The World of Warcraft legacy server that is no more In closing Nostalrius, Blizzard finds itself the bad guy despite having the law on its side.

World Of Warcraft is a living place. With each expansion it sails onwards, leaving old players behind as new ideas, faces and philosophies keep the 11-year-old MMO current. However, some players would prefer to step back in time and wander the world they knew, like revisiting the street you grew up on. Until April 10, Nostalrius existed to do just that. It was the largest private server running WOW patch 1.12 – the final build of the base game, free from expansions and adulteration. Nostalgia was so strong that 800,000 people registered Nostalrius accounts, and 150,000 were active players.

This took place without the approval of Activision Blizzard. The EULA, which governs every Blizzard game, forbids the creation of private servers, despite WOW’s past surviving in no other form. So it was that Blizzard lawyers swooped down on Nostalrius, issuing a cease-and-desist order that gave 15 days to comply. Comply its operators did, and Nostalrius is now dark – but not in the least bit silent.

The outcry at Blizzard’s legal blow is unprecedented. At the time of writing, a petition addressed to Blizzard president Mike Morhaime has attracted nearly 260,000 signatures. Op-eds abound, and the Nostalrius team is preparing a colossal postmortem, intended to function as a DIY guide to building a record-breaking private server. Among the team is Nano, Nostalrius’s test lead, operating under a pseudonym.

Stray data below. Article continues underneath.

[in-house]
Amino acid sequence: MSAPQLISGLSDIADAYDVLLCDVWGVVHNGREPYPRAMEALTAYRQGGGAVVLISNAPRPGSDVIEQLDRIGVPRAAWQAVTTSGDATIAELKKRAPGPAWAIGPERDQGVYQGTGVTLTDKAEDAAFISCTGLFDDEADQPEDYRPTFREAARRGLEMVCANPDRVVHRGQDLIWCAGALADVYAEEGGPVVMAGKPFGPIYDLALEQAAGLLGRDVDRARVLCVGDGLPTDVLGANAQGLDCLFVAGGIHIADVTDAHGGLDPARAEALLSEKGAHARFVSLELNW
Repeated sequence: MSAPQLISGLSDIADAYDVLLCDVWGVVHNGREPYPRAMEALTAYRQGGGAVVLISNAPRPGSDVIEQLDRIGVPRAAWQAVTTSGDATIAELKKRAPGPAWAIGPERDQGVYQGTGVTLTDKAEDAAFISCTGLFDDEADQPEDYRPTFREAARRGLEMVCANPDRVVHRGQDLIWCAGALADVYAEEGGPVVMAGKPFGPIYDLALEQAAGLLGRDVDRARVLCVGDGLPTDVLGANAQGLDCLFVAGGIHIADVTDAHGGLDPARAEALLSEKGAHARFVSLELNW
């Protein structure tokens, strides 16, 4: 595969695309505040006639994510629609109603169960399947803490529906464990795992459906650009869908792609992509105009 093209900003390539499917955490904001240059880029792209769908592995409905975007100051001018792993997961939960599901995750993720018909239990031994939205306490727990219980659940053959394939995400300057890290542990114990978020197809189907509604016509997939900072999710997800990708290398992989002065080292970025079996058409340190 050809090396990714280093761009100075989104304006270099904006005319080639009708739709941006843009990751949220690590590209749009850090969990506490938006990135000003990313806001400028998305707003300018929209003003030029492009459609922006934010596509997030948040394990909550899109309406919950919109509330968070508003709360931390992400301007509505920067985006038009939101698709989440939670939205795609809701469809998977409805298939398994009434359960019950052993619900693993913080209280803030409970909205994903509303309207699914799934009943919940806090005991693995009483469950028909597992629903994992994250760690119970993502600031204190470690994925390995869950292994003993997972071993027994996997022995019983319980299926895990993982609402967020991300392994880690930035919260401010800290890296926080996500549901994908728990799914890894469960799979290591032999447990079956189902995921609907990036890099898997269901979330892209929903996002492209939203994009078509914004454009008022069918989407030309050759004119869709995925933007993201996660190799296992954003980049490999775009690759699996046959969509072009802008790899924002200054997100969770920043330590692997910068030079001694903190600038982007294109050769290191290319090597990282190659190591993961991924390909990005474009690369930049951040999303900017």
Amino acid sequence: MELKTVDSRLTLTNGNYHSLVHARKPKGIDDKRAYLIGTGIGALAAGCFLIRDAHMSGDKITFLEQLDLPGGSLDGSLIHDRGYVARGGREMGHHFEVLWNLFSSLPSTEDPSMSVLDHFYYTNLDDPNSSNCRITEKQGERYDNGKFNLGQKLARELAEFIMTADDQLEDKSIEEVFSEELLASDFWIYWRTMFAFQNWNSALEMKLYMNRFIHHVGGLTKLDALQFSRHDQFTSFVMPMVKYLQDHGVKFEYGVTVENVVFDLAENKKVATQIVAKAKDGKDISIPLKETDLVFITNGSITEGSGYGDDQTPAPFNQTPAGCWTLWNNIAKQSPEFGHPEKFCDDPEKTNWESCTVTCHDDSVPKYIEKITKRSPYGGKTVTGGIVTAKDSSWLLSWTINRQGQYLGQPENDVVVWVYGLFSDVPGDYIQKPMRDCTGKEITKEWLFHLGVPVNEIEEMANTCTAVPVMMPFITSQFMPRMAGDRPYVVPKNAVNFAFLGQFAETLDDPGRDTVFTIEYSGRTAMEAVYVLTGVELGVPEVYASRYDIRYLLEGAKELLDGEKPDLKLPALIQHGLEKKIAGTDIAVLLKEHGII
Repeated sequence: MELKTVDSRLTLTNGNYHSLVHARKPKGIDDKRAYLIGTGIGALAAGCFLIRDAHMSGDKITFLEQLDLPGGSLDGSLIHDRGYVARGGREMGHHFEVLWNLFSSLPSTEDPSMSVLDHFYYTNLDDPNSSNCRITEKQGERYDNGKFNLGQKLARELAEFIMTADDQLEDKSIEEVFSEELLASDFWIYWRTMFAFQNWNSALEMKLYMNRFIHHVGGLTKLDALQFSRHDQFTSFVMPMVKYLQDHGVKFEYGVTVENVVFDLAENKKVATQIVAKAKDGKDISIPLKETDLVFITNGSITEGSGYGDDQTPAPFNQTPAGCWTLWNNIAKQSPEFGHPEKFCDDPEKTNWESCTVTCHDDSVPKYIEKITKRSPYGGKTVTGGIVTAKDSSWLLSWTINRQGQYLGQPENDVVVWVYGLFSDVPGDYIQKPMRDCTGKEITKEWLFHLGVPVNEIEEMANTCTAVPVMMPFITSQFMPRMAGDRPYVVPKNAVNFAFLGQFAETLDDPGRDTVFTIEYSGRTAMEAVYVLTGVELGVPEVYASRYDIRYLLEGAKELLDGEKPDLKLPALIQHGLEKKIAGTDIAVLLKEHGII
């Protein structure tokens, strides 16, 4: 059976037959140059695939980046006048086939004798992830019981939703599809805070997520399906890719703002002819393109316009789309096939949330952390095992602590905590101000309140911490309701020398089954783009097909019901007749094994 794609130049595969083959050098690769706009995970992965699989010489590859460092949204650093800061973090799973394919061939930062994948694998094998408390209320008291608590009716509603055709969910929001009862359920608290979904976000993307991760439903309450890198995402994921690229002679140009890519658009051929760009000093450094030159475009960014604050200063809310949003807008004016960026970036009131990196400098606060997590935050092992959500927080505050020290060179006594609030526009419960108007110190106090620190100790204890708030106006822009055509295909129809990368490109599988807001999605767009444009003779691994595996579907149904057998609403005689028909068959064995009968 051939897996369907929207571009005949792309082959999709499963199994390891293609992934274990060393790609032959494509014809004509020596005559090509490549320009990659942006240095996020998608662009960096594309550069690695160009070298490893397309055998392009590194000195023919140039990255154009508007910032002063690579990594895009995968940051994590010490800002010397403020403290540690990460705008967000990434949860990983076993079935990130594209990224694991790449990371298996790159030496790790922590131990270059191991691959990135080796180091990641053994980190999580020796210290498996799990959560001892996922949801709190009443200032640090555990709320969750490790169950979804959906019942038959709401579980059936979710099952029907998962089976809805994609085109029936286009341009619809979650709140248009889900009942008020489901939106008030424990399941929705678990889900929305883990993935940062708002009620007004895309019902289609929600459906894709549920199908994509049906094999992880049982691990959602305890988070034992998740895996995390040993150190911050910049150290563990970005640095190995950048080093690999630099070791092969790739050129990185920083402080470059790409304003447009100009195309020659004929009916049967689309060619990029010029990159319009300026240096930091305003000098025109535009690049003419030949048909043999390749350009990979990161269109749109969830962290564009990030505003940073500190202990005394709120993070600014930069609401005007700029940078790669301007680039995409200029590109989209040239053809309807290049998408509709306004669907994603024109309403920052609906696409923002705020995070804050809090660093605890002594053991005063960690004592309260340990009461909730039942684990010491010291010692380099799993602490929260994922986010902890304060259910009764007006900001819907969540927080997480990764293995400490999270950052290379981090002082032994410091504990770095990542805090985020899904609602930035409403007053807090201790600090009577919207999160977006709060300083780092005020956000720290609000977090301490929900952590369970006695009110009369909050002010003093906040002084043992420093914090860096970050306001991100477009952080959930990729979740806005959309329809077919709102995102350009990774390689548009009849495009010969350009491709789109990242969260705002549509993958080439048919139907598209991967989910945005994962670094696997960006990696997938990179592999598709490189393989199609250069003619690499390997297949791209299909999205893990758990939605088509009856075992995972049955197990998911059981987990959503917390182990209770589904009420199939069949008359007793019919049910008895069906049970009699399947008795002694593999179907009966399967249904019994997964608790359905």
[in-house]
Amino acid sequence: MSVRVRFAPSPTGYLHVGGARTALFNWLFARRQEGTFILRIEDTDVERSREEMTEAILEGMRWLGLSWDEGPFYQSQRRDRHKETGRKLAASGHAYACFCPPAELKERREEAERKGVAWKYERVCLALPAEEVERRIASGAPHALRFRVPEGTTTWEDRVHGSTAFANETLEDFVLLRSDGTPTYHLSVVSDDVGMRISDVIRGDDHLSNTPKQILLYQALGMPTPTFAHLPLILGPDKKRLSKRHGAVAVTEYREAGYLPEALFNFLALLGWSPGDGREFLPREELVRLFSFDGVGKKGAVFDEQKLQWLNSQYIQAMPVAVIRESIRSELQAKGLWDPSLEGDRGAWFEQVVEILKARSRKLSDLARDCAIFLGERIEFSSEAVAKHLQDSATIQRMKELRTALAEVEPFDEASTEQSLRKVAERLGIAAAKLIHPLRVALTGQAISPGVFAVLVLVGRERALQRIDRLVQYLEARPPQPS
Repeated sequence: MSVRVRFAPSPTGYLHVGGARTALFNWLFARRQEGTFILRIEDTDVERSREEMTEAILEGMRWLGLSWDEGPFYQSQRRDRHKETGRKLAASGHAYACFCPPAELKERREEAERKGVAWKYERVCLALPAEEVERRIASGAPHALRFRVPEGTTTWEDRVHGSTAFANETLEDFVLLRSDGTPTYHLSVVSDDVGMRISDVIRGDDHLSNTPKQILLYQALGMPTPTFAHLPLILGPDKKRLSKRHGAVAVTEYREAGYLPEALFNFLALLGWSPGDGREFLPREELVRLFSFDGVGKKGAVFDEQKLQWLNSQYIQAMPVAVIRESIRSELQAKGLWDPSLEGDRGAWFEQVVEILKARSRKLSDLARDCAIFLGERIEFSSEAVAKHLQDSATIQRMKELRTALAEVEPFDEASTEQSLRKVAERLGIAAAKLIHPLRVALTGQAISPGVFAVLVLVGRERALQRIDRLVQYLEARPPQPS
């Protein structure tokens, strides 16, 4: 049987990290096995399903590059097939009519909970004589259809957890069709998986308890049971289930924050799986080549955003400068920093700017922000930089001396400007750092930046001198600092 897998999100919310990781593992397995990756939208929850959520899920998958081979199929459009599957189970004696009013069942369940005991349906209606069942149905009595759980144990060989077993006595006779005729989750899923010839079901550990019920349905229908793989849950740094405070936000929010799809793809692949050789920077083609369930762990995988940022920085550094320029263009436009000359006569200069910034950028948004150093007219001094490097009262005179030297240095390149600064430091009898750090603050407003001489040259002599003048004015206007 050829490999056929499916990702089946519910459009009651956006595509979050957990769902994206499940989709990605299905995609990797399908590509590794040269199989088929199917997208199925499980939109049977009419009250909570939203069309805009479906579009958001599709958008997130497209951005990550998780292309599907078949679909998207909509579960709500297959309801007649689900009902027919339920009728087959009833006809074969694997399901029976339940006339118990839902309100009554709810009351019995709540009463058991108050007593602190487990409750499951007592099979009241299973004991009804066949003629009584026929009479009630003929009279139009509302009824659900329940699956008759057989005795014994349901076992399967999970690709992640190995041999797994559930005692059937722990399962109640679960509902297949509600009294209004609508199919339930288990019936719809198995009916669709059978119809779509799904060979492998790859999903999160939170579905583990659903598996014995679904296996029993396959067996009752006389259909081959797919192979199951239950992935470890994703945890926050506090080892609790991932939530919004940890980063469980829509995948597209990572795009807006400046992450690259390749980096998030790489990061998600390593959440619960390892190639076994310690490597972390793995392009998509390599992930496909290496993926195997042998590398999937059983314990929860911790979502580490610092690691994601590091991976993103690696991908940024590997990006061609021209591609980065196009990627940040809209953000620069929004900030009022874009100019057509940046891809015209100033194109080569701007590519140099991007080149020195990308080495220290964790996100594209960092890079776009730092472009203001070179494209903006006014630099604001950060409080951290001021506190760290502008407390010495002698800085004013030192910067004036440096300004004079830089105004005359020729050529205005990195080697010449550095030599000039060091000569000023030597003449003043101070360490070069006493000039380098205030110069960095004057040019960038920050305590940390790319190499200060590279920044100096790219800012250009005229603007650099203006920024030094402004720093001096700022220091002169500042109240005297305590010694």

“We are huge fans of Blizzard, and WOW specifically,” Nano says. “We love the game and wanted to see it preserved and felt nobody since Blizzard had done it properly. Nostalrius wasn’t a business, it was a passion project.”

It’s the team’s boundless enthusiasm that makes legal intervention seem like a hammer blow to fans. The feeling is that this must be a grey area – that private servers are a natural part of the gaming ecosystem for as long as the service can’t be obtained legitimately. Jas Purewal, of specialist videogame law firm Purewal & Partners, makes the distinction between ideals and legality unhappily clear.